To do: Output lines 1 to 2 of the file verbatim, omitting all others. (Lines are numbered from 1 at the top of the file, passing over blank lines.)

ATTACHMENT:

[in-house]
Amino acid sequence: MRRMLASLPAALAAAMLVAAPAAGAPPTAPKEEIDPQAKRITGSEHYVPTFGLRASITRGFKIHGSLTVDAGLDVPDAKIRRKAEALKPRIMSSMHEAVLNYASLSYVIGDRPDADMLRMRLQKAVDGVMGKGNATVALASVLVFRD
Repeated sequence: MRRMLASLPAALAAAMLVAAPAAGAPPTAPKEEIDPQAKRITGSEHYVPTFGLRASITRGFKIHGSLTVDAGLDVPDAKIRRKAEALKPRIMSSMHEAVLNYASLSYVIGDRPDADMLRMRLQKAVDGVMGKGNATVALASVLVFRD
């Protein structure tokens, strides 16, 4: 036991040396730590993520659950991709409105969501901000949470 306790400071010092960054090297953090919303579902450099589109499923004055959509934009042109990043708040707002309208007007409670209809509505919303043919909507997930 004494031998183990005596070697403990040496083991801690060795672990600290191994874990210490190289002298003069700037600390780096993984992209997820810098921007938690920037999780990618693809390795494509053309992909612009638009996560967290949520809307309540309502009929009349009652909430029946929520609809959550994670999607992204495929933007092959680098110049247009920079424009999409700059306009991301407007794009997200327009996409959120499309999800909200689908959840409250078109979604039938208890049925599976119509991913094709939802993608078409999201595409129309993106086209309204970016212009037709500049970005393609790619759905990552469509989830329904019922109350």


[in-house]
Amino acid sequence: MRRMLASLPAALAAAMLVAAPAAGAPPTAPKEEIDPQAKRITGSEHYVPTFGLRASITRGFKIHGSLTVDAGLDVPDAKIRRKAEALKPRIMSSMHEAVLNYASLSYVIGDRPDADMLRMRLQKAVDGVMGKGNATVALASVLVFRD